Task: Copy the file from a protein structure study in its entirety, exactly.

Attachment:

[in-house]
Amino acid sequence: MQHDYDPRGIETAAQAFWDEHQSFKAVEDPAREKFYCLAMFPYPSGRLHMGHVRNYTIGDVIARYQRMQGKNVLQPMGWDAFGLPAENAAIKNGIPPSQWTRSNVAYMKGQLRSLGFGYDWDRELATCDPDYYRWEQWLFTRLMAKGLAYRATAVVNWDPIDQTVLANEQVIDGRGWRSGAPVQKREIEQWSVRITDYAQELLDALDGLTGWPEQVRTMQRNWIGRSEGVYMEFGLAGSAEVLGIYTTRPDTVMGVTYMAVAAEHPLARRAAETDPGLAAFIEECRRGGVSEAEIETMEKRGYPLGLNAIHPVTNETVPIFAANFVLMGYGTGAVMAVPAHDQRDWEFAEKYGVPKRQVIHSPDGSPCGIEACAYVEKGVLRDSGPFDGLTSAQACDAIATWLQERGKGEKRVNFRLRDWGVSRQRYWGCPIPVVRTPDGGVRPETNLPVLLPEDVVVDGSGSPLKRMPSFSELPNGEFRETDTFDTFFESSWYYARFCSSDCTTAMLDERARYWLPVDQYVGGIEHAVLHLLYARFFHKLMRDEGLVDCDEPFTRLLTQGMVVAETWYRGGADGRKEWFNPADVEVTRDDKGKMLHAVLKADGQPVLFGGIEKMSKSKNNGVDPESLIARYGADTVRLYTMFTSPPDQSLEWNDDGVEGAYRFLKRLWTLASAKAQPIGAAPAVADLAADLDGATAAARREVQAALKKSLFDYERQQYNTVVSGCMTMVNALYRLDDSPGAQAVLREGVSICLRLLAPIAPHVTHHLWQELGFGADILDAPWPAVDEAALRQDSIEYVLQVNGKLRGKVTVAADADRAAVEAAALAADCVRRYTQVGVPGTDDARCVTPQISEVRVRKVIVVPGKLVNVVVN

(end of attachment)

[in-house]
Amino acid sequence: MQHDYDPRGIETAAQAFWDEHQSFKAVEDPAREKFYCLAMFPYPSGRLHMGHVRNYTIGDVIARYQRMQGKNVLQPMGWDAFGLPAENAAIKNGIPPSQWTRSNVAYMKGQLRSLGFGYDWDRELATCDPDYYRWEQWLFTRLMAKGLAYRATAVVNWDPIDQTVLANEQVIDGRGWRSGAPVQKREIEQWSVRITDYAQELLDALDGLTGWPEQVRTMQRNWIGRSEGVYMEFGLAGSAEVLGIYTTRPDTVMGVTYMAVAAEHPLARRAAETDPGLAAFIEECRRGGVSEAEIETMEKRGYPLGLNAIHPVTNETVPIFAANFVLMGYGTGAVMAVPAHDQRDWEFAEKYGVPKRQVIHSPDGSPCGIEACAYVEKGVLRDSGPFDGLTSAQACDAIATWLQERGKGEKRVNFRLRDWGVSRQRYWGCPIPVVRTPDGGVRPETNLPVLLPEDVVVDGSGSPLKRMPSFSELPNGEFRETDTFDTFFESSWYYARFCSSDCTTAMLDERARYWLPVDQYVGGIEHAVLHLLYARFFHKLMRDEGLVDCDEPFTRLLTQGMVVAETWYRGGADGRKEWFNPADVEVTRDDKGKMLHAVLKADGQPVLFGGIEKMSKSKNNGVDPESLIARYGADTVRLYTMFTSPPDQSLEWNDDGVEGAYRFLKRLWTLASAKAQPIGAAPAVADLAADLDGATAAARREVQAALKKSLFDYERQQYNTVVSGCMTMVNALYRLDDSPGAQAVLREGVSICLRLLAPIAPHVTHHLWQELGFGADILDAPWPAVDEAALRQDSIEYVLQVNGKLRGKVTVAADADRAAVEAAALAADCVRRYTQVGVPGTDDARCVTPQISEVRVRKVIVVPGKLVNVVVN